EPKs will be the standard in the future, but a good old fashioned hard copy one still comes in useful.

David Hooper

A music conference I owned used Sonicbids to take showcase
submissions. One year, we used it exclusively. We could have taken
music via web pages or something like MySpace, but you can imagine the
big mess it would have been to take thousands of submissions which
weren't uniform. Where it the music? Where is the bio? Where is the
contact info?

For this reason, I think Sonicbids is great.

The problem is that not everybody likes the Sonicbids interface...
You're going to get that with anything though. Anything you do, some
people will love it, while others will hate it.

If I were to do it again, I'd use Sonicbids. I like the idea of not
having to store thousands of press kits, the environmental issues, the
fact they have the largest user base and can reach out to so many
people with a single email, etc.

The problem is, for something like Music Business Radio, the format
Sonicbids provides doesn't work. We need something on CD, since
that's what we're equipped to play. Plus, we're on the air and want
something to hold and you can't do that with a webpage.

The problem on the user end is that Sonicbids makes it too easy to
submit to opportunities. Click and your music is sent. The filter of
having to mail a physical press kit is gone and that's not good for
when you want to keep the noise level down. I'm sure there are bands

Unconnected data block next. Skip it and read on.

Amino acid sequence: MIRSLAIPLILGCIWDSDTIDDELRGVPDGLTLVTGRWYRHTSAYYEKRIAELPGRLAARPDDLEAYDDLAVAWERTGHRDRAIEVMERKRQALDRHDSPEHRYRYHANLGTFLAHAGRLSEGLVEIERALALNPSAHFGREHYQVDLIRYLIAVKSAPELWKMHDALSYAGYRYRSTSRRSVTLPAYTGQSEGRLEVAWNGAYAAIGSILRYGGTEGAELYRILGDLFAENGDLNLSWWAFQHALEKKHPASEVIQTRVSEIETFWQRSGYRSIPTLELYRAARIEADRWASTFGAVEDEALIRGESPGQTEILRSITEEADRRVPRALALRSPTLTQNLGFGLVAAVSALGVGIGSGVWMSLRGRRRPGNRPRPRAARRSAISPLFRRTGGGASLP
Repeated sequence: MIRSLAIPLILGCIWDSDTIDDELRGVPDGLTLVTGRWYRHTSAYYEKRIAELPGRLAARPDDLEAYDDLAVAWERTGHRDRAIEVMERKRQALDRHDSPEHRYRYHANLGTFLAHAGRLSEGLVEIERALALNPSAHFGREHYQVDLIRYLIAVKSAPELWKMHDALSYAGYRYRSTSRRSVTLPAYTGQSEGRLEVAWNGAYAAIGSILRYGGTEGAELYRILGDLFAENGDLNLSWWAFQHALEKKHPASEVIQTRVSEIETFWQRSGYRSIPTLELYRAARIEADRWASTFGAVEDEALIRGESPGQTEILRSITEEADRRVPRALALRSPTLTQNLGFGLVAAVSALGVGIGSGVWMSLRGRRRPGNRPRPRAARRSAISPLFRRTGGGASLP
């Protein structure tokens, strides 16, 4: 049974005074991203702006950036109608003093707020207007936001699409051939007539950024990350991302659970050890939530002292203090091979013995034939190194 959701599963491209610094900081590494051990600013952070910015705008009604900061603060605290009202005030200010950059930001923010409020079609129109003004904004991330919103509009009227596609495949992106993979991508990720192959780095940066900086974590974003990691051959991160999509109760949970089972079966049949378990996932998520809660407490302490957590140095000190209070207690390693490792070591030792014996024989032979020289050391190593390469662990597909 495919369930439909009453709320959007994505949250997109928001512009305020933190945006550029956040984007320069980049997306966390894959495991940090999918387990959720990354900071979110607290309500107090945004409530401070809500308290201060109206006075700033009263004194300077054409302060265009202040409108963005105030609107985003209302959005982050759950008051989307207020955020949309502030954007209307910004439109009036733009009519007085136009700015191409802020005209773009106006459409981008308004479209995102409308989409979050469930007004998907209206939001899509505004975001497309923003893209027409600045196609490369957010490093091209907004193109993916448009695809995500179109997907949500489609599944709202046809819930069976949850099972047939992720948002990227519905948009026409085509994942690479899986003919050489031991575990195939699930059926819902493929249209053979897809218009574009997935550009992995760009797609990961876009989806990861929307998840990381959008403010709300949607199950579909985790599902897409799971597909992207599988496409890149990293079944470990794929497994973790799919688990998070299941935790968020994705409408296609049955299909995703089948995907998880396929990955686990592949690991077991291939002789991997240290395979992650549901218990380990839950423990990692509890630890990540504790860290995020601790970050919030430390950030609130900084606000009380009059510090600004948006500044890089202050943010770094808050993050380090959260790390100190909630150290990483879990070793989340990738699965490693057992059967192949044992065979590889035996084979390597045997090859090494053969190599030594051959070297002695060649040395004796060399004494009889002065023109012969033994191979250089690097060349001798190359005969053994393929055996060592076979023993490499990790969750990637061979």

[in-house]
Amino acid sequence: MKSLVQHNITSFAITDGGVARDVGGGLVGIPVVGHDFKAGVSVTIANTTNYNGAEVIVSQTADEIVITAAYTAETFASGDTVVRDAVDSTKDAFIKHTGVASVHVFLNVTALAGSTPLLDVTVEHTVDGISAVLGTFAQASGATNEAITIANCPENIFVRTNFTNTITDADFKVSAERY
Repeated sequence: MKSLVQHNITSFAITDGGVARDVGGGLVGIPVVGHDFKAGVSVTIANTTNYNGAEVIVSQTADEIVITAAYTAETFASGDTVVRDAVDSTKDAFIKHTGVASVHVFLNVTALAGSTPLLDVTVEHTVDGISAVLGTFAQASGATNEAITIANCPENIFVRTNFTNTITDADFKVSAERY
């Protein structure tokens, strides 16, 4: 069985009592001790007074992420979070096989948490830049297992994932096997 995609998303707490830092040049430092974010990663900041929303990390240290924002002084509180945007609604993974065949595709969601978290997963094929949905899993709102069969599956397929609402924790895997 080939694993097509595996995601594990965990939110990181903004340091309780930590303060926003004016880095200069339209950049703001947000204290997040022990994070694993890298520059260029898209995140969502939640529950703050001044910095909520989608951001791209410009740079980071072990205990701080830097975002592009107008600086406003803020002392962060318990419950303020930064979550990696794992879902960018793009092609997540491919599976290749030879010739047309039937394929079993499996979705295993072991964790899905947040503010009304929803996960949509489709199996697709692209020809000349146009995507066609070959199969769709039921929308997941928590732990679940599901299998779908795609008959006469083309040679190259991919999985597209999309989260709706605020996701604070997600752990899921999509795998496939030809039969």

and musicians on there who think it's a lotto and send off as much
submissions as they can.

Steven wylie

What about college radio? I just sent off 25 press packs to colleges in my area. Anyone have thoughts about the best way to approach that angle? Or is it a waste? Hoping they'll play my stuff.

David Hooper

If somebody is looking for it, an EPK is great. If not, it's easy to
"throw away" and might never be seen at all.

Steven Wylie


Steven Kippel

I've used Sonicbids as a promoter and have booked several artists from the service. Most notable The Airborne Toxic Event used the service and I managed to book them and The Deadly Syndrome for one event. They're gaining in popularity now, so obviously something they did worked (besides both being incredible bands).

Donnie Christianson

I think it's good to have a balance of both EPK and hard copy. I'm currently preparing to start this year's promos, redoing press kits, etc and I'm finding out I need both depending on the submission (note to self: send David a CD...).

I just started using SonicBids, and while I haven't submitted to anything yet, I do like the concept of what they're doing. And yeah, it helps the environment which is cool.

Have considered a logo-imprinted USB drive - David, thoughts on that as opposed to CD? Obviously the trust issue comes up what with the potential for spyware/viruses, but any input on that?

drew Roberts

Can someone point to what you consider good and bad examples of Electronic Press Kits?

al the best,